According the Norwegian Ministry of Fisheries, the joint commission has established quotas for joint stocks estimated to have a firsthand value of almost NOK 10 billion and helped put a stop to illegal and unreported fishing of cod and haddock in the Barents Sea.
Some of the commission’s most significant achievements during 2008-2011 include the opening of fishery on Greenland halibut from 2010, the adoption of a Russian-Norwegian temporary simplified procedure for issuing licenses for vessels fishing in each other’s zones, strengthening of the scientific cooperation between Norwegian and Russian marine research institutions that allows mutual access for research vessels, and the launch of their new information site www.jointfish.com.
“At the moment stocks in the Barents Sea are at an all time high,” said Lisbeth Berg- Hansen, Norway’s fisheries minister, at the 40th session of the Joint Norwegian-Russian Fisheries Commission in Kaliningrad in October 2011. “This is an excellent point of departure for this year’s (2011) meeting and illustrates how crucial it is to have stable management regimes and trustful cooperation.”
Tighter Russian Relations
The tighter scientific relations follow on the heels of improved political ties between the two nations. The Russian and Norwegian foreign ministers signed the historic treaty on maritime delimitation and cooperation in the Barents Sea and the Arctic Ocean in 2010 and ratified the agreement in July 2011, resolving what for several decades had been the most important outstanding issue between Norway and Russia.
The treaty establishes the boundary between Norway and Russia, but also contains provisions that ensure the continuation of the extensive and fruitful Norwegian-Russian fisheries cooperation, as well as provisions concerning cooperation on the exploitation of any petroleum deposits that extend across the maritime line of delineation.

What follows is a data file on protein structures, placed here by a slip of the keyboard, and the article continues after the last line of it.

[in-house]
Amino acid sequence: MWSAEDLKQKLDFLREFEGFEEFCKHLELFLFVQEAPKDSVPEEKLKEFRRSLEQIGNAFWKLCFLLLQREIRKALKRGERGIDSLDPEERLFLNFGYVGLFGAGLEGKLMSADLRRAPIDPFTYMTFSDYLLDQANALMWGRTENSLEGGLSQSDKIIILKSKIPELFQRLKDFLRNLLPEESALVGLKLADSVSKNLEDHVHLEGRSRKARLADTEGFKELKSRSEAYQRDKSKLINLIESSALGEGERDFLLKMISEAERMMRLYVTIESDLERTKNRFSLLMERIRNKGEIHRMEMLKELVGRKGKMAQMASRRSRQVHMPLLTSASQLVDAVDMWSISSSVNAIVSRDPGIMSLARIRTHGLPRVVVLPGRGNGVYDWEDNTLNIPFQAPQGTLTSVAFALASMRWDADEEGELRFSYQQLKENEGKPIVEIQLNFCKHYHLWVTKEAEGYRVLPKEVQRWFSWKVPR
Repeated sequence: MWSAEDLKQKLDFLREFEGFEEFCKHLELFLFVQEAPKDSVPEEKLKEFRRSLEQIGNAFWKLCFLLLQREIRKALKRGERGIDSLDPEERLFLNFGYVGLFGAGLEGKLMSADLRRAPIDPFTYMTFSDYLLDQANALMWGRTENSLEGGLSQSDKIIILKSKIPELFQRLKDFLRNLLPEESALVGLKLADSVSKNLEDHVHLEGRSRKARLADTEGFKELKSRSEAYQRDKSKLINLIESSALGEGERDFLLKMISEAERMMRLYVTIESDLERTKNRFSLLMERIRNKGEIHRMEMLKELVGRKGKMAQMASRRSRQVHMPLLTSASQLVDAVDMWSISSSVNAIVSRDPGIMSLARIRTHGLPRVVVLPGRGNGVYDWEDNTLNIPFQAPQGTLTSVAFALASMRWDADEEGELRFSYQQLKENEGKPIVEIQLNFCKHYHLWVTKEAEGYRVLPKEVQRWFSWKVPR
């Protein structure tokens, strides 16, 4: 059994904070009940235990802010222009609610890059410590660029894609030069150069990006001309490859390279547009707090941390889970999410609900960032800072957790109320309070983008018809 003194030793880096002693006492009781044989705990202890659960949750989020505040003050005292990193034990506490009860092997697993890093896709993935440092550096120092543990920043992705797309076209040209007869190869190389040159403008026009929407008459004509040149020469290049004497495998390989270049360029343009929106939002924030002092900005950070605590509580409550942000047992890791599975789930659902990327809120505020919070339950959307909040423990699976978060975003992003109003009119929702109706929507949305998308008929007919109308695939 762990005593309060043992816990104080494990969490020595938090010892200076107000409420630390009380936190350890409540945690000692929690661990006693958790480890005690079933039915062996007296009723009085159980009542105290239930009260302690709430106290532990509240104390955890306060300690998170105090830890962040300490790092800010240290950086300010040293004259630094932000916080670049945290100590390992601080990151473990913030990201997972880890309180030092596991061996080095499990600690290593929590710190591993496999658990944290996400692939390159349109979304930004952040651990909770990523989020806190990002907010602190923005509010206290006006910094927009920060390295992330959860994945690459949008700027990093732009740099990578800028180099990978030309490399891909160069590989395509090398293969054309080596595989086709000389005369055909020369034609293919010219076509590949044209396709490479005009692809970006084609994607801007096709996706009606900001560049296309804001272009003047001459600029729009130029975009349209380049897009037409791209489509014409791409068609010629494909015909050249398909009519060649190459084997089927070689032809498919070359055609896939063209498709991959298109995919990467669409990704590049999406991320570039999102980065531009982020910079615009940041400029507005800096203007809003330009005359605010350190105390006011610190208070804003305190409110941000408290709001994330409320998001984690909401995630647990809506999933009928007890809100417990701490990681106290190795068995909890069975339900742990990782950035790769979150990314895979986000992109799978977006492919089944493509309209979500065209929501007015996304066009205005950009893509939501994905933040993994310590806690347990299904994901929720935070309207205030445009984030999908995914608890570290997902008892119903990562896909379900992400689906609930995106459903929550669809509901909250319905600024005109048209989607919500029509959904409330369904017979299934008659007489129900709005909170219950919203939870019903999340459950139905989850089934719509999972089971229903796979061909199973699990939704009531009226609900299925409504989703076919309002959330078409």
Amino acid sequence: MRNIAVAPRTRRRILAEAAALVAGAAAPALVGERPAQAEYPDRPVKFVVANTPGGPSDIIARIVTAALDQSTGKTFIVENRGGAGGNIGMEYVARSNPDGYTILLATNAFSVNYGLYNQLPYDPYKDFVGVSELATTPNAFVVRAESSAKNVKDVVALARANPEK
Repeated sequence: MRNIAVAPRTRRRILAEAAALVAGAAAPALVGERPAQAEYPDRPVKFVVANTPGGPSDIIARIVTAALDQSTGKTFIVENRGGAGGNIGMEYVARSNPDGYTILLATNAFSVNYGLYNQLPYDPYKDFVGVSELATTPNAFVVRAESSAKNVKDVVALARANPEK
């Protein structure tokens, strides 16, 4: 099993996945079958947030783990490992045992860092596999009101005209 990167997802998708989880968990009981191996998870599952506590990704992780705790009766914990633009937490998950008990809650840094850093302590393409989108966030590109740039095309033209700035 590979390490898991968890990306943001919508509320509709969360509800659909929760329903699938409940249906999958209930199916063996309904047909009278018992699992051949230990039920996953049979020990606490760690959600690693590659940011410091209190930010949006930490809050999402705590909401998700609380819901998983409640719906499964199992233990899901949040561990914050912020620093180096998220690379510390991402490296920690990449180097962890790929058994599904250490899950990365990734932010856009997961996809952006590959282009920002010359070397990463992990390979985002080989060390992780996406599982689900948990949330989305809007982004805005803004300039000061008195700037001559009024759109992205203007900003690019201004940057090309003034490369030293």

The Joint Russian-Norwegian Fisheries Commission is one of the most institutionalized forums of bilateral cooperation between Norway and Russia, and probably the most well developed bilateral fisheries cooperation in the world, according to Arne Røksund, secretary general for the Norwegian Ministry for Fisheries.
“With the agreement on demarcation of maritime space between Norway and Russia, the Joint Russian-Norwegian Fisheries Commission will resume annual negotiations under a more predictable framework than ever before,” said Røksund. “In dividing the previously disputed waters of 175,000 square kilometres into roughly two equal parts, we open up new prospects for cooperation.”
To learn more, read “The Barents Sea: Ecosystem, Resources, Management: Half a Century of Russian – Norwegian Cooperation,” by Tore Jakobsen and Vladimir K. Ozhigin (Publisher Tapir Academic Press, January 2012).